Copy. Large paper, pp. 4.
17 Oct. 1271. Cromwell to the Lords of the Privy Council.
R. O. The bearer, my lord of York's servant, has arrived with letters for Cromwell and the King. Asks them to give him audience, as he can tell them about the person apprehended on Sunday last, whom Cromwell takes to be a very evil-disposed person. Advises that he should not be put to death, until they know “the whole and profound bottom, of his cankered heart.” Asks them to send what information they discover. The Rolls, 17 Oct. Signed.
P. 1. Add. Endd.
17 Oct. 1272. George Wulleuwever, Consul of Lubeck, to Cromwell.
R. O. I thank you for your letters and for your goodwill toward this commonwealth. We will do what we can to gratify the King upon the articles sent to us. Nothing can be done about the second article without deliberation, but we must by all means bring aid against the enemies of the Gospel. Cannot however, transfer the kingdom of Denmark to the hands of another. We can only take care that the governors favor the King and allow no intrigue against him in that kingdom ; but if the government fall into the hands of men opposed to us, the King must expect trouble. I wish the King would advance the money for three years, in case we require it for his service, for the war against the Danes and Holsteiners is not ended, and occasions might arise in which we should have need of this money and even more. As soon as the war is ended I will not fail to repair to the King, when I trust a league will be made between him, Lubeck and Denmark. I trust the King will not refuse this my first petition, for it will be to his advantage and will be fully repaid. Lubeck, 17 Oct. 1534.
Hol. Lat., pp. 3.
17 Oct. 1273. George Lord Rochford to Lord Lisle.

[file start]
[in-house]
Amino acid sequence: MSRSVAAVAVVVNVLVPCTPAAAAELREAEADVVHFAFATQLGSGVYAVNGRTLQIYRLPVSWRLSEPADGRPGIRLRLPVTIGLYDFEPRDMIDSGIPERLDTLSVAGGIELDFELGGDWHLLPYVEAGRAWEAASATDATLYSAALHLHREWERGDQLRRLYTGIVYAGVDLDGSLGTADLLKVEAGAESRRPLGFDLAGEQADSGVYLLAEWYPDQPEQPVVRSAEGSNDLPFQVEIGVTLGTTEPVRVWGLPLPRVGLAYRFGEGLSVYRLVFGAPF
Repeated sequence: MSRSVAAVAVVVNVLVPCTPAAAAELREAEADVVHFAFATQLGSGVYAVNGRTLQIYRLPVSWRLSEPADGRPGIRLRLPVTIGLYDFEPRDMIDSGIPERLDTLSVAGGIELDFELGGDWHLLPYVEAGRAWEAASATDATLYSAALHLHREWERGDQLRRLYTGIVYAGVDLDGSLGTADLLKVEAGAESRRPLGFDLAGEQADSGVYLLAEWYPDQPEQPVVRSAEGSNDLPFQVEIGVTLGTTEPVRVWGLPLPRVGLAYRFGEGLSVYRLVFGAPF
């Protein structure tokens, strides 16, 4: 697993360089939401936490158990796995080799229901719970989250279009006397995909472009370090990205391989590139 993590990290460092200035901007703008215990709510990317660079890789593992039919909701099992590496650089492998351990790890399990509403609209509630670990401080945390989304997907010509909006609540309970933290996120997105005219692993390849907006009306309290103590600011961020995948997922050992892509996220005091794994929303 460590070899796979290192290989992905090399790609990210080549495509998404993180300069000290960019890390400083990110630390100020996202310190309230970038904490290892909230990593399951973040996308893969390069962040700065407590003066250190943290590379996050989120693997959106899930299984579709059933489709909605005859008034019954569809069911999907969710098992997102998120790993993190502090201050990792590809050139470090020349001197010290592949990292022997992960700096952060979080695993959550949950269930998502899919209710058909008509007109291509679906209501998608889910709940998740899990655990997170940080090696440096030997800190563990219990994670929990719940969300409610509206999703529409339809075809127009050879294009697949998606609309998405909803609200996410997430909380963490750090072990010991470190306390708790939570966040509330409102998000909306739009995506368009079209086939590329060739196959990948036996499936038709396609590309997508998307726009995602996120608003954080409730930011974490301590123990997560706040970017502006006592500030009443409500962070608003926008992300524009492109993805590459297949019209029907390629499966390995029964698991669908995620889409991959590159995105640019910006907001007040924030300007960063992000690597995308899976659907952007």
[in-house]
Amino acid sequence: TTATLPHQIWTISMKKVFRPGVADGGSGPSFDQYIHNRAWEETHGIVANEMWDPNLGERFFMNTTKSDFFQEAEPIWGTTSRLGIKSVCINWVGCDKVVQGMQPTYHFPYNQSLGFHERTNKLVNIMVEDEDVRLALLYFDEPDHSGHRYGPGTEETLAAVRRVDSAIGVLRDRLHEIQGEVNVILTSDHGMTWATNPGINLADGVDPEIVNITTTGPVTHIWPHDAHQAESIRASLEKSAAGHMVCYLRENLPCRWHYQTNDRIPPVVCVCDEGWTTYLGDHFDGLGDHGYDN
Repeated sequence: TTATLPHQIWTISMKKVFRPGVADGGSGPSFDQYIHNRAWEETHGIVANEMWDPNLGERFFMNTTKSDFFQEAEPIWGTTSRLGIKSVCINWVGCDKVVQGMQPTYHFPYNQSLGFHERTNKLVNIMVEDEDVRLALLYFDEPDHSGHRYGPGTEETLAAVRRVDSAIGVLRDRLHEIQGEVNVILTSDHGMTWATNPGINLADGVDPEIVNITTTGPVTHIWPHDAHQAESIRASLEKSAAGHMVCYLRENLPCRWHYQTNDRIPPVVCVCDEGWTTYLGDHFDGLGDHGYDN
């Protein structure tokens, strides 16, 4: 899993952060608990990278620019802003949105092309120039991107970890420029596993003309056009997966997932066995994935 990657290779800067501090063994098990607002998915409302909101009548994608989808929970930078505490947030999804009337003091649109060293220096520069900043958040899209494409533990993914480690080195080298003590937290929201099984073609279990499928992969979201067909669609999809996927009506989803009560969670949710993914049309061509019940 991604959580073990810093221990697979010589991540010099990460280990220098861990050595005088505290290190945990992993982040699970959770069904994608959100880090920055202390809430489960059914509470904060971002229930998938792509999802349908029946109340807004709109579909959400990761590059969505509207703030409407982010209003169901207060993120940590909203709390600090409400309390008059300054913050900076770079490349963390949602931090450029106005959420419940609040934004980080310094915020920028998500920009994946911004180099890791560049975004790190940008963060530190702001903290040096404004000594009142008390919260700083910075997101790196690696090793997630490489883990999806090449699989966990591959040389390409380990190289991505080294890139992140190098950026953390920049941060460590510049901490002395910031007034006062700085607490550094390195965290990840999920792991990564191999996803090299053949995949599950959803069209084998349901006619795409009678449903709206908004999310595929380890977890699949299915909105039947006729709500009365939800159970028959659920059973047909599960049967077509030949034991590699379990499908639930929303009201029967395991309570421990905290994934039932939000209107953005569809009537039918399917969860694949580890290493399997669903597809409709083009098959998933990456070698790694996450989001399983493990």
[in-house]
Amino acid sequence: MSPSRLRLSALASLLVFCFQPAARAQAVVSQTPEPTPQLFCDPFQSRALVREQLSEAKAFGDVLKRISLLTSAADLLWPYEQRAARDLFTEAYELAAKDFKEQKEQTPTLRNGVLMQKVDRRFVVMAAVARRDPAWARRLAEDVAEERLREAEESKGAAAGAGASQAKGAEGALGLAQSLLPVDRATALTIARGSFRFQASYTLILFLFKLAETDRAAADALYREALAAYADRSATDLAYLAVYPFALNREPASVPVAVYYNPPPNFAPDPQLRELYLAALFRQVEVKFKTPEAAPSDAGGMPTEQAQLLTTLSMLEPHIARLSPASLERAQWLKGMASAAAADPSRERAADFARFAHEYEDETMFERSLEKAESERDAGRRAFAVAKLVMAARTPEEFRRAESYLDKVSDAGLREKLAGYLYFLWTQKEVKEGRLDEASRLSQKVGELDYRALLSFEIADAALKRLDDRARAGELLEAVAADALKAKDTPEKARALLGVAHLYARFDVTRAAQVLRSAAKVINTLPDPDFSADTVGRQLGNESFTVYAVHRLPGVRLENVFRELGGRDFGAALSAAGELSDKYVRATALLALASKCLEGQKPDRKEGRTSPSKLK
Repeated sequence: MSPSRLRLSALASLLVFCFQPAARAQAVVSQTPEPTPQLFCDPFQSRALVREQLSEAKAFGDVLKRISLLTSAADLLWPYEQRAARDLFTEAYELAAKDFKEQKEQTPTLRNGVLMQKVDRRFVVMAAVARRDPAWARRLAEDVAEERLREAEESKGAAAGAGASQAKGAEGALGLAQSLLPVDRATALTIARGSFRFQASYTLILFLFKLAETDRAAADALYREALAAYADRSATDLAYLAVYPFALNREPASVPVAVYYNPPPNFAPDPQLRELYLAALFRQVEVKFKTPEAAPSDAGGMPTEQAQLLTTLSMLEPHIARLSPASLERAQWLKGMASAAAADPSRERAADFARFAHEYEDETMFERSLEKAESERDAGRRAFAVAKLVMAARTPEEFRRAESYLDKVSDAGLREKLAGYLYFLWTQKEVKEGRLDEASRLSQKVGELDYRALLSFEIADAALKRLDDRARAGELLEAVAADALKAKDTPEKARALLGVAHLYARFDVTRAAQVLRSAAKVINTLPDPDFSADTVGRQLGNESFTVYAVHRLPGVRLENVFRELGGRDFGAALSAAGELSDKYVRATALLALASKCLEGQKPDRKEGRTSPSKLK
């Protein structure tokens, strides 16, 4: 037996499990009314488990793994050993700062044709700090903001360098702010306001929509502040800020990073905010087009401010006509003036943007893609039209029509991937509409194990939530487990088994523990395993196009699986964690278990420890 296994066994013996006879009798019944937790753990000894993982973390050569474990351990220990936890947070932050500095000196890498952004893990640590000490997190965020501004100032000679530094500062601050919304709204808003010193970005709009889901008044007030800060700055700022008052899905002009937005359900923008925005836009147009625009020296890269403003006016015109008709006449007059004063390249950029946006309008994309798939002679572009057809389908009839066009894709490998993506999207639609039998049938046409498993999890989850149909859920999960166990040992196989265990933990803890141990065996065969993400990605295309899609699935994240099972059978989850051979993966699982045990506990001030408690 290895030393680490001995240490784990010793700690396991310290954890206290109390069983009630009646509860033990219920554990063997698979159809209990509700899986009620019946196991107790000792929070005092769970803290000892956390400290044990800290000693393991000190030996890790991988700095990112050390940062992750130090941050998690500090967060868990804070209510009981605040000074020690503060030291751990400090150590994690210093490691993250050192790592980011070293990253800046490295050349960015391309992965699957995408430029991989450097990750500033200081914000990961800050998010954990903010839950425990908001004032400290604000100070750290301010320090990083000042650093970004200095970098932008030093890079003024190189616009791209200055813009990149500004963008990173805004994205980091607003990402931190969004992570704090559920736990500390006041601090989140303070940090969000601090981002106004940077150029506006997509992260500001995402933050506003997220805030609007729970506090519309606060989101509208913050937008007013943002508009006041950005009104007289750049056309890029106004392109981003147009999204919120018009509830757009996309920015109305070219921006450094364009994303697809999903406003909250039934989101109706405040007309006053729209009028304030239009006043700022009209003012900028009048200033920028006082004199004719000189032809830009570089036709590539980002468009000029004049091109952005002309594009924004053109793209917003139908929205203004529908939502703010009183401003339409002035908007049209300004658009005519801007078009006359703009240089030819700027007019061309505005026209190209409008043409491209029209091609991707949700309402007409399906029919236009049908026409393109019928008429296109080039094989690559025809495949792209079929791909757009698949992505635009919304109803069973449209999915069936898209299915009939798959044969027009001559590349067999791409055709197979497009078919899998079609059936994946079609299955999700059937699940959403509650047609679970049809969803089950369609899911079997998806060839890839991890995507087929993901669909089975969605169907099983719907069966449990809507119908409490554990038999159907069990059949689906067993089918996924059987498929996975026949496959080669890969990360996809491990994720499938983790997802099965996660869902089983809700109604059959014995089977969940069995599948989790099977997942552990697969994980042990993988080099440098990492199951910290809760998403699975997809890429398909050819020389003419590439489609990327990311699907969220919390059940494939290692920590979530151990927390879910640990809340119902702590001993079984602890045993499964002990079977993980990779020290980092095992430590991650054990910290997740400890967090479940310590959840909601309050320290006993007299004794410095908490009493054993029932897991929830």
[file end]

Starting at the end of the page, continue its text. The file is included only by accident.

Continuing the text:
R. O. I desire your favor to the bearer, my servant Will. Atkyns, that he may pass into Flanders with such small baggage as he shall bring with him, which he is to sell there and with the proceeds purchase me certain hawks, Hampton Court, 17 Oct. Signed.
P. 1. Add. Endd.: 17 Oct. 1534.
17 Oct. 1274. Thos. Broke to Lord Lisle.
R. O. On Friday last your councillors and Mr. Semer's were before the Council at Westminster, where Mr. Secretary pleaded on your behalf as much as possible, and said, “Perchance, my lord, you do think that I speak thus for affection that I bear my lord Lisle by reason of some great rewards or gifts; but I assure you on my faith, it is not so; nor I never received of his lordship anything, unless it were a piece or two of wine or a dish of fish or wild fowl. But yet I assure you I would be glad to do him pleasure; and moreover I do know so perfectly well this matter that I must needs speak in it.” Mr. Semer's counsel wished the matter to be referred to the common law ; on which one of your counsel said it was indifferent to you, as the King was your good lord. On this Mr. Secretary said: “The King's grace being his good lord, say you? Yes, marry, I warrant you, he is and will be his good lord. His good lord, quoth a, marry, ye may be sure he is and woll be his good lord, doubt ye not of that.” This he repeated three or four times. Has written this that Lisle may be assured of the Secretary's good mind towards him, and may be thankful if, in the event, he should wish to test it for any servant or friend of his. Written 17 Oct.
Hol., pp. 2. Sealed. Add. Endd: The 17th of Oct. 1534.
18 Oct. 1275. Will. Brenelcum to Lady Lisle.